Government Relations Update June 2023

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By Matthew Hall Internet2 External Relations Program Manager

Estimated reading time: 4 minutes

NTIA Unveils BEAD Funding Allocations

On June 26, the National Telecommunications and Information Administration (NTIA) announced the amount of funding each state and territory would receive under the Broadband Equity, Access, and Deployment (BEAD) program established by the Infrastructure Investment and Jobs Act (IIJA) in 2021.  Each state will receive funding from a total pool of $42.5 billion proportional to their population as well as their determined need based on data compiled on the number of individuals, businesses, and institutions unserved and underserved by broadband in that jurisdiction.  States can file applications with NTIA explaining their plan for implementing grants to distribute their allocation beginning on July 1.  Once approved by NTIA, states will be permitted to request access to at least 20 percent of their allocation.  At that point, grants can begin flowing to support projects in the state, whether they be broadband deployments, programs facilitating broadband adoption, or workforce development and training initiatives.  The deadline for states to file applications to receive their allocations is December 27.

FCC Announces Routing Security Workshop

On June 16, the Federal Communications Commission (FCC) announced that it will host a public workshop on Border Gateway Protocol (BGP) Security on July 31.  The workshop is intended to continue to build the FCC’s public record on secure internet routing initiated by its February 2022 Notice of Inquiry (NOI) and is an opportunity for concerned parties to engage with the FCC to learn about the Commission’s current plans and views as well as to share input for the government to consider as it deliberates on next steps.  The FCC aims to use this event to both highlight the importance of addressing routing security risks and explore potential best practices for mitigation of these vulnerabilities through presentations and discussions with a variety of stakeholders.  There will be opportunities for workshop participants to engage directly with presenters.  This event will be held both online and in person, and advanced registration is required for prospective participants.  The exact agenda and structure of the event is expected to be released in the coming weeks.

FCC Launches Privacy and Data Protection Task Force

On June 14, FCC Chairwoman Jessica Rosenworcel announced the creation of a new working group at the agency consisting of participants from almost every office and bureau at the FCC and led by Loyaan A. Egal, Chief of the Enforcement Bureau.  This new Privacy and Data Protection Task Force will be focused on the coordination of rulemaking, enforcement, and public awareness needs in the privacy and data protection sectors.  The work of the task force will also be applied to challenges surrounding data breaches and the supply-chain vulnerabilities of the third-party vendors serving regulated communications providers.  The establishment of this working group marks the beginning of an effort by the FCC to address these increasingly potent challenges in a more comprehensive manner to provide improved guidance for networks and providers and enhanced protections for the public.  Now that the task force has officially held its first meeting, it will be getting to work with more announcements sure to come in the months ahead.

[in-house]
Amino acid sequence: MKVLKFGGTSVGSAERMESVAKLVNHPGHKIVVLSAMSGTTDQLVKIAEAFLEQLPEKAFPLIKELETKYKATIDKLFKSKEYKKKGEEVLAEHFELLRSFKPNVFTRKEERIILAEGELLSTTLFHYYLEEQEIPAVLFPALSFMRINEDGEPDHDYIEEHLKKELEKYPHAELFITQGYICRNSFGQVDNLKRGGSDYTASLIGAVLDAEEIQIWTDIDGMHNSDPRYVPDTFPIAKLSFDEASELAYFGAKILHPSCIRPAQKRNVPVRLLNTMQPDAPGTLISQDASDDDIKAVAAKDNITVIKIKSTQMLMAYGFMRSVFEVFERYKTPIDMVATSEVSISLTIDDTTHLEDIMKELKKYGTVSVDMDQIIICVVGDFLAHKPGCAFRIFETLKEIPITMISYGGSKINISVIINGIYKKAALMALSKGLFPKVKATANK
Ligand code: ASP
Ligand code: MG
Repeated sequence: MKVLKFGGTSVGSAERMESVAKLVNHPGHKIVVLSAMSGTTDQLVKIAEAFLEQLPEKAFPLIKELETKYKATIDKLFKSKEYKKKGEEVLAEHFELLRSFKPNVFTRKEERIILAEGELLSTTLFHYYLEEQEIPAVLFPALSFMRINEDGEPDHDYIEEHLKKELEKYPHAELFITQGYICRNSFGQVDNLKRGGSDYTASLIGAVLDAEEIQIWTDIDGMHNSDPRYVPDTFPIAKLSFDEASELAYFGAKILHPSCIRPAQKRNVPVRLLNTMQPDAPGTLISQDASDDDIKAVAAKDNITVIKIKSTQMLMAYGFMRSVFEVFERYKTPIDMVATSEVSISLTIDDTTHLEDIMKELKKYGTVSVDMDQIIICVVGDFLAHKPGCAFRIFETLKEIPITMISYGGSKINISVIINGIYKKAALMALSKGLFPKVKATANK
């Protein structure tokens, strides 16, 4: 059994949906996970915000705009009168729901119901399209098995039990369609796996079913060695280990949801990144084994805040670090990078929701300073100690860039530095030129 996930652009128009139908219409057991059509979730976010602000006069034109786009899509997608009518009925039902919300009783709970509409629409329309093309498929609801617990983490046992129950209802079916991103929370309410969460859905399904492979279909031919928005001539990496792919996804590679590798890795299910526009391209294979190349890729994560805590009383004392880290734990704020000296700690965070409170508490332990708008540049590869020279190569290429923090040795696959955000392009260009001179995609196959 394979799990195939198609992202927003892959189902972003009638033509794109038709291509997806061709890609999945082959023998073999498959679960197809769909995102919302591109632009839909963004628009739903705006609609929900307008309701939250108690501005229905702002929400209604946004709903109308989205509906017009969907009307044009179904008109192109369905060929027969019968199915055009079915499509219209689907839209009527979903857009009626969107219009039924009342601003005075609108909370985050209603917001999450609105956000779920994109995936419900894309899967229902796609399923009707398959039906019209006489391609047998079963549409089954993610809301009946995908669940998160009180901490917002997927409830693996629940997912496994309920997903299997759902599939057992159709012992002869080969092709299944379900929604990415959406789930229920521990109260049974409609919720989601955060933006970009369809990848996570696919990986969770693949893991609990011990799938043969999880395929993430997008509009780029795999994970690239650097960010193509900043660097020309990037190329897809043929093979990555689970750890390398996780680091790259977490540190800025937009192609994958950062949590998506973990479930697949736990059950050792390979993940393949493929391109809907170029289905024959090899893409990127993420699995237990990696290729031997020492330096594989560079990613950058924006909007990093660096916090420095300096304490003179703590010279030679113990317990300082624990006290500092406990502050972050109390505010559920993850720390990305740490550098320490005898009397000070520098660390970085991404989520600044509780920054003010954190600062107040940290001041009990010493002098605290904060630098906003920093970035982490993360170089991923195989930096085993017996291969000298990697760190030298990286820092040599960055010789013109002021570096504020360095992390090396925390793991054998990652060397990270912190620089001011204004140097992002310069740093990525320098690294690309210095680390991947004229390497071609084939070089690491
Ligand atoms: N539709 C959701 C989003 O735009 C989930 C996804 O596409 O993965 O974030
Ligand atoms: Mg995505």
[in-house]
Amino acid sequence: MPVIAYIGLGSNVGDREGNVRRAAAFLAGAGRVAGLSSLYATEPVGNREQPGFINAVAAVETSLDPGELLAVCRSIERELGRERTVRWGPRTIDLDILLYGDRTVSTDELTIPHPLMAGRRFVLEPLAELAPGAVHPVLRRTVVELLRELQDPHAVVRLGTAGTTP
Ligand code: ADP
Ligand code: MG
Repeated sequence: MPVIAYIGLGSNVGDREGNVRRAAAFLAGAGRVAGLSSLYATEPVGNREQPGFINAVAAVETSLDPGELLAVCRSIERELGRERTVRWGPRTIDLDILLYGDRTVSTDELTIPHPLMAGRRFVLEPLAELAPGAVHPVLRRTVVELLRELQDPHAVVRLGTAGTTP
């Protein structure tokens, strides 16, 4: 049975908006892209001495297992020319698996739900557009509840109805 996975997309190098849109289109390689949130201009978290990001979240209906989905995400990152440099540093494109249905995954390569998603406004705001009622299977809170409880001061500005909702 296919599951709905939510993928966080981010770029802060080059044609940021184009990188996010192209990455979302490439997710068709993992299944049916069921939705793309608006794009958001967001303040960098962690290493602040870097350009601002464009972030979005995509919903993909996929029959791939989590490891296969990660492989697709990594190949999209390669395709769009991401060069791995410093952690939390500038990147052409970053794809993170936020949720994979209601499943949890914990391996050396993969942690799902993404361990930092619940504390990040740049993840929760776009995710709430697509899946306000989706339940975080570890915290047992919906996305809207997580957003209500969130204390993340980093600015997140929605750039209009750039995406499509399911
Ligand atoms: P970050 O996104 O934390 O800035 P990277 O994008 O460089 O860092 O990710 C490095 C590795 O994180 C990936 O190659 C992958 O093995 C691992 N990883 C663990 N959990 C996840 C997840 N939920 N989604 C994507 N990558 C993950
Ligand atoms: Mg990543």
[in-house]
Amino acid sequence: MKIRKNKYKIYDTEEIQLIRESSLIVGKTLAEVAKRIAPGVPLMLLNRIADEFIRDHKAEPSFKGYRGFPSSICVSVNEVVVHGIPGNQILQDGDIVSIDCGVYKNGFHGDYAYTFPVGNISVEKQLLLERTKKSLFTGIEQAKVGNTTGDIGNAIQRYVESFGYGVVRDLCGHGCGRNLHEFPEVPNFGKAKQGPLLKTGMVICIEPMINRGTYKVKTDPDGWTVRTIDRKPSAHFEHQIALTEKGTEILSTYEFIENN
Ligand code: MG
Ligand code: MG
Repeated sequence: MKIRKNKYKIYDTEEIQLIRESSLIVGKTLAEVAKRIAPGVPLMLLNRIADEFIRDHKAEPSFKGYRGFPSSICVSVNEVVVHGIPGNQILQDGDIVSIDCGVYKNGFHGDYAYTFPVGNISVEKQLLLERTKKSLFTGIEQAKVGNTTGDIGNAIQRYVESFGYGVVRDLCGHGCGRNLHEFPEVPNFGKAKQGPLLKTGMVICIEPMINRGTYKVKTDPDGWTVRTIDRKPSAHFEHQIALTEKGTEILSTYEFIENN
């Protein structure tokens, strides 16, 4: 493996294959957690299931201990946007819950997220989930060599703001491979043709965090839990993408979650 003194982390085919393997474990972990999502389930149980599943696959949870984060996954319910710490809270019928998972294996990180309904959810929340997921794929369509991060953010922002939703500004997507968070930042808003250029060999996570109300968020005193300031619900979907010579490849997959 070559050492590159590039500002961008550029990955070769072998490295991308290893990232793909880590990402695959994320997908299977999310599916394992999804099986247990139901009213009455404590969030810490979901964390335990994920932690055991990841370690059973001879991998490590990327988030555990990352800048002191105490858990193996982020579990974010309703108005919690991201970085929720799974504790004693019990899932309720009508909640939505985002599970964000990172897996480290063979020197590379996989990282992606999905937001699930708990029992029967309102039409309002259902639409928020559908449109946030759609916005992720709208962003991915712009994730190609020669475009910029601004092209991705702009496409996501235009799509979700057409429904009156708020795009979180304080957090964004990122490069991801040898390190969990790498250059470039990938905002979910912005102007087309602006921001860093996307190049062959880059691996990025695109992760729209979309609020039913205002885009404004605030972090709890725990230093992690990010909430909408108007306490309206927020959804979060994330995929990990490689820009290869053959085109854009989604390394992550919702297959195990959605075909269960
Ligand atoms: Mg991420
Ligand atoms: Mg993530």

Bipartisan AI Commission Legislation Introduced

On June 20, a bipartisan group of Members of Congress led by Reps. Ted Lieu (D-CA-36), Ken Buck (R-CO-04), and Anna Eshoo (D-CA-16) introduced the National AI Commission Act (H.R. 4223).  This legislation would create a blue-ribbon commission to review the current approach to AI regulation in the United States, make recommendations on necessary changes to governmental structure for improved oversight and regulatory activities related to AI, and develop a risk-based framework for AI.  While the work of the commission itself would not produce binding action, it would create an important roadmap for the federal government to follow in the years ahead as it establishes a more comprehensive regulatory environment for the research, development, and usage of AI and its applications. 

The commission would be drawn from experts across civil society, government, industry and labor, and technical fields.  A total of 20 commissioners, 10 appointed by each political party, would work together to produce three reports for Congress and the president.  The first, an interim report, would be released at the six-month mark and would include proposals for any urgent regulatory or enforcement actions.  The second, a final report, would come at the one-year mark and would include findings and recommendations for a comprehensive and binding regulatory framework.  Finally, a year after the final report the commission would submit a follow-up report including any new findings or revised recommendations to make necessary adjustments to the final report’s proposed framework.

This bill has been referred to the House Science, Space, and Technology Committee for consideration.  A companion bill is expected to be introduced by Senator Brian Schatz (D-HI) to allow for consideration of these ideas by the Senate on a parallel track to the House deliberations.